Semiconductor cooling with the help of quantum and nanophysics: Research

Researchers have devised a new way to cool semiconductors by using the combination of quantum physics and nanophysics.

This research has been done by researchers at the Niels Bohr Institute, University of Copenhagen, and published online in January 22 issue of the journal of Nature Physics.

Koji Usami working in lab

“In experiments, we have succeeded in achieving a new and efficient cooling of a solid material by using lasers.  We have produced a semiconductor membrane with a thickness of 160 nanometers and an unprecedented surface area of 1 by 1 millimeter. In the experiments, we let the membrane interact with the laser light in such a way that its mechanical movements affected the light that hit it. We carefully examined the physics and discovered that a certain oscillation mode of the membrane cooled from room temperature down to minus 269 degrees C, which was a result of the complex and fascinating interplay between the movement of the membrane, the properties of the semiconductor and the optical resonances,” explains Koji Usami, associate professor at Quantop at the Niels Bohr Institute.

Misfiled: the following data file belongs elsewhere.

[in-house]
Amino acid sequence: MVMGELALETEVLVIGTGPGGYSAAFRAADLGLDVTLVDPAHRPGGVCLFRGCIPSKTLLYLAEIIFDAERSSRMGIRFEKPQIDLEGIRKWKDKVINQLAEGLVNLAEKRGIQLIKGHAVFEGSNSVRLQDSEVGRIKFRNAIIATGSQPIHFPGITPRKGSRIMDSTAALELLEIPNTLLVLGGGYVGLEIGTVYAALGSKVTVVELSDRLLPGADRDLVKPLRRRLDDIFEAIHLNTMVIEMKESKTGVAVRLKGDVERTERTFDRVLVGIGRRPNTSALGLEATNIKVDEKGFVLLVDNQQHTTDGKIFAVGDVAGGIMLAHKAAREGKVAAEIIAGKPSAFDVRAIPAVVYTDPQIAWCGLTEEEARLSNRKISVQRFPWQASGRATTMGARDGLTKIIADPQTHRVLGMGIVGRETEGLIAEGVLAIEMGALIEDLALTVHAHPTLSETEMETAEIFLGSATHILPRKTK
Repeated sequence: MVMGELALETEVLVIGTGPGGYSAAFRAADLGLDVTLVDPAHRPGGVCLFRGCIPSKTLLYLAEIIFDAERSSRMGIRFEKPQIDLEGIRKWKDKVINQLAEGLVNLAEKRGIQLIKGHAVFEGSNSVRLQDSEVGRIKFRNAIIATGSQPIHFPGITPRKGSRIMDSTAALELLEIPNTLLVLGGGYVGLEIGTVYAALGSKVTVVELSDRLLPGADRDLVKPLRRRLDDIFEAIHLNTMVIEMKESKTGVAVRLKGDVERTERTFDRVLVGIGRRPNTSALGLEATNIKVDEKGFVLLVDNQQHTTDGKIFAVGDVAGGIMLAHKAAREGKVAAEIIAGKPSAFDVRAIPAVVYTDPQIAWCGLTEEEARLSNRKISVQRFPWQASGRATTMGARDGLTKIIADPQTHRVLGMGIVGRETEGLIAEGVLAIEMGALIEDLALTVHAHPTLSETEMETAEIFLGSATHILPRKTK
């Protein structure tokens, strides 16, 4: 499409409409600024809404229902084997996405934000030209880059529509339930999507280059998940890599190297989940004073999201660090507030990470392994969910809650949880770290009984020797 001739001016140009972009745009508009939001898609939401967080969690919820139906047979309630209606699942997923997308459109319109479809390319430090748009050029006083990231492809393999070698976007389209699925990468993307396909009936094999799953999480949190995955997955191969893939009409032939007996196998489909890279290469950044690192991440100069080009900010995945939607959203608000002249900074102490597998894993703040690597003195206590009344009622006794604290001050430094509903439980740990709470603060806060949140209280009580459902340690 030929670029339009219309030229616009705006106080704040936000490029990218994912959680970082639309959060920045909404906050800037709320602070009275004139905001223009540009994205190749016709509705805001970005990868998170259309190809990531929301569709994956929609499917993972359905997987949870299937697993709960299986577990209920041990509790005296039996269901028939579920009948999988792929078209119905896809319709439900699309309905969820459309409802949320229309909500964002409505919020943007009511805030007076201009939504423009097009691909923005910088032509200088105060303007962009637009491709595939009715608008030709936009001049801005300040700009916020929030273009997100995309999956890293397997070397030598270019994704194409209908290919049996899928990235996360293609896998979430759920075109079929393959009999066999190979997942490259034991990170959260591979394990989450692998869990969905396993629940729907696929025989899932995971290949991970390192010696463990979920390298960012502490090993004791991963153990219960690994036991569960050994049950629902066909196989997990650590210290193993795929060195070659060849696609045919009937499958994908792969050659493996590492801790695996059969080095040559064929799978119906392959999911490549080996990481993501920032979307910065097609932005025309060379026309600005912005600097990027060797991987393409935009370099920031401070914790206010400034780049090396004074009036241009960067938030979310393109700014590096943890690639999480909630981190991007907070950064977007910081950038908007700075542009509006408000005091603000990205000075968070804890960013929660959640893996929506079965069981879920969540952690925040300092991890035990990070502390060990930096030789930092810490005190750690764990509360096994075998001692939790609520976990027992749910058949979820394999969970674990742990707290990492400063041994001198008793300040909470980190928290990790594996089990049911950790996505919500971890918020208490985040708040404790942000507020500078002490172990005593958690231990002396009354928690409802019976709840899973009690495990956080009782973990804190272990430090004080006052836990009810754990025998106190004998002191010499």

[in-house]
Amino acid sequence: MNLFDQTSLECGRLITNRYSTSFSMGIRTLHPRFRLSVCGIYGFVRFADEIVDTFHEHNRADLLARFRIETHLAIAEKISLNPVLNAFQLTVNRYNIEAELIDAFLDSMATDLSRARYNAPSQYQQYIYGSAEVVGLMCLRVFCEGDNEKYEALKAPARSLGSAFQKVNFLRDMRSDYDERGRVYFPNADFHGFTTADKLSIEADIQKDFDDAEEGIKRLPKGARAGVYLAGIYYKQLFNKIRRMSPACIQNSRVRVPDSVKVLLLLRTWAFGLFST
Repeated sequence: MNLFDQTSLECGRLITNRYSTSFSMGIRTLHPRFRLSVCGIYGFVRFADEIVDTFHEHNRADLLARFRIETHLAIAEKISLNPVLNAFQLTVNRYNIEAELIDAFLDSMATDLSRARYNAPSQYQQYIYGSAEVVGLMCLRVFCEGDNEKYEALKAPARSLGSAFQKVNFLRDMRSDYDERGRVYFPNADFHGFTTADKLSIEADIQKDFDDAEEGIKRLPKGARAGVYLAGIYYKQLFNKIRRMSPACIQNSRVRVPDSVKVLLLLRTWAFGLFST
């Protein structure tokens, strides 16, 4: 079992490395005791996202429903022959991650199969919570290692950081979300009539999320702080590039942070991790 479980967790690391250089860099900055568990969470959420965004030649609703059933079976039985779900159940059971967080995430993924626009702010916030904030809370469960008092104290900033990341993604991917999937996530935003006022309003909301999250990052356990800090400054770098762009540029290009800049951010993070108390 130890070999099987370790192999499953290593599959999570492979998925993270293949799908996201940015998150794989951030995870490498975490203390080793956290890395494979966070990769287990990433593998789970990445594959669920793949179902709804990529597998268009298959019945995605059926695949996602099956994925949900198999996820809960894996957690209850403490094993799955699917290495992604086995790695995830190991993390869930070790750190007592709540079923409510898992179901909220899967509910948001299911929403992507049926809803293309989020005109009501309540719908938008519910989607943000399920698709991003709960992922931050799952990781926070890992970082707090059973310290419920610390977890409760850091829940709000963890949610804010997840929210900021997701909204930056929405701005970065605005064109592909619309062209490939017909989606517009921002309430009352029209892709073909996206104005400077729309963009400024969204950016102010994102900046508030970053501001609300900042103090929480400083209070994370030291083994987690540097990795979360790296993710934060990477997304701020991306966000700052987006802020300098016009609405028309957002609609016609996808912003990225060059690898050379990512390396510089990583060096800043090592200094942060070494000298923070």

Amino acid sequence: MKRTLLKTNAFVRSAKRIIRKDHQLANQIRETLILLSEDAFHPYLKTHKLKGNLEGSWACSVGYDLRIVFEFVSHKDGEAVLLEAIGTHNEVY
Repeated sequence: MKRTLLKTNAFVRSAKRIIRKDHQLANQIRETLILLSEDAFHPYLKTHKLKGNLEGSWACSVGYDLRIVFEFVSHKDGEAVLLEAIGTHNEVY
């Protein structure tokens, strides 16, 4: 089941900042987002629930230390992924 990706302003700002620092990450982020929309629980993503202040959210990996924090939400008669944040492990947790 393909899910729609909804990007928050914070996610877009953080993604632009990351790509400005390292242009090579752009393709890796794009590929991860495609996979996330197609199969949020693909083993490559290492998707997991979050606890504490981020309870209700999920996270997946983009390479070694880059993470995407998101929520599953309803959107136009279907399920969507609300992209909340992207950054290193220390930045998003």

Researchers have cooled gas clouds of cesium atoms to about near absolute zero minus 273 degrees centigrade with the help of focused lasers and have developed entanglement between two atomic systems.

“For some time we have wanted to examine how far you can extend the limits of quantum mechanics – does it also apply to macroscopic materials? It would mean entirely new possibilities for what is called optomechanics, which is the interaction between optical radiation, i.e. light, and a mechanical motion,” explains Professor Eugene Polzik, head of the Center of Excellence Quantop at the Niels Bohr Institute at the University of Copenhagen.

“Efficient cooling of mechanical fluctuations of semiconducting nanomembranes by means of light could also lead to the development of new sensors for electric current and mechanical forces. Such cooling in some cases could replace expensive cryogenic cooling, which is used today and could result in extremely sensitive sensors that are only limited by quantum fluctuations,” Professor Polzik added.

Reference:

K. Usami, A. Naesby, T. Bagci, B. Melholt Nielsen, J. Liu, S. Stobbe, P. Lodahl & E. S. Polzik, (2012). Optical cavity cooling of mechanical modes of a semiconductor nanomembrane. doi:10.1038/nphys2196

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